Praisery developing savvy communications, marketing strategies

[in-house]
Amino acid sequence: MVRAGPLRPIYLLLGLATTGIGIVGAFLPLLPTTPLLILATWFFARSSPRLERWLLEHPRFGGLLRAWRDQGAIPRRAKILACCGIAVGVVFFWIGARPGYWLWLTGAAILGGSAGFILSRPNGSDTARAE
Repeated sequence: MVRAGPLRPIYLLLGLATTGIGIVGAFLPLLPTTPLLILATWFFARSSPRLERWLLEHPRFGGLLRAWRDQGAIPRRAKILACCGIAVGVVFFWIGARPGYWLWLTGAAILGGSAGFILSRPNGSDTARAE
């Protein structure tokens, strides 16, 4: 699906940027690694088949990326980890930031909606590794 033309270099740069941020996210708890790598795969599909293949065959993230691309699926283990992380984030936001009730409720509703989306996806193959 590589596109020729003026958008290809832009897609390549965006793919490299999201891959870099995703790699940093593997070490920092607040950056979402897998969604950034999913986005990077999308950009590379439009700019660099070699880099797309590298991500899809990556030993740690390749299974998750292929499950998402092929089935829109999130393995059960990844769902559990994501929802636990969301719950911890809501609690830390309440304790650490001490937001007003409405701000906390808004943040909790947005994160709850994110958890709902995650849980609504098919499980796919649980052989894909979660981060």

Like all praiseries, Beck Media promises to help grow its clients’ businesses by developing savvy communications and marketing strategies.But the staffers at the indie firm make a point of working hard to nurture organic campaigns of an entirely different sort — with edible results. In the courtyard plaza of the company’s offices in an industrial sector of Santa Monica lies a vegetable garden that is cultivated by Beck Media staffers. Company founder Todd Beck said the impetus for the garden came two years ago when the company moved to new office space in a building owned by showbiz maverick Stephen Chao, a friend of Beck’s. “The new building had a very green, jungle-like courtyard,” Beck says. “Stephen Chao loved the idea of urban farming and gave us free rein to do whatever we wanted with the outdoor space.” So, with a bit of sweat, “bushwhacking” and “truckloads of soil,” veggie crops began to spread their roots in the garden’s soil while Beck Media settled into its new digs. Beck quips that the building’s other occupants were “relieved we didn’t go with the other option, which was to raise bees and produce agency-branded honey.” Since Beck Media Farms’ inception, the produce has become a mainstay at the company. “It has actually been a great team-building opportunity for the agency,” Beck says. “We mostly work on it before or after the workday, though sometimes I can be found listening in on a conference call via wireless headset while untangling tomato vines or pruning our giant yellow squash.” Garden work is voluntary, Beck assures, “but everyone contributes in one way or another whether it’s planting, pruning, watering or cooking the vegetables.” Beck himself sees parallels between farming and building creative campaigns for clients. “Both call for vision, planning, tools, timing and meticulous attention to details from start to finish,” he says. Beck Media Farm veggies are slowly making inroads with bizzers. HBO comedy exec Amy Gravitt preps dishes with the farm’s squash and has asked to pick vegetables from the garden on her way home from work. Beck also says bringing fresh produce to a fete at producer Charlie Ebersol’s home was “well-received.” “Most people show up to a party with a bottle of wine — we bring tomatoes, onions and peppers,” he says.
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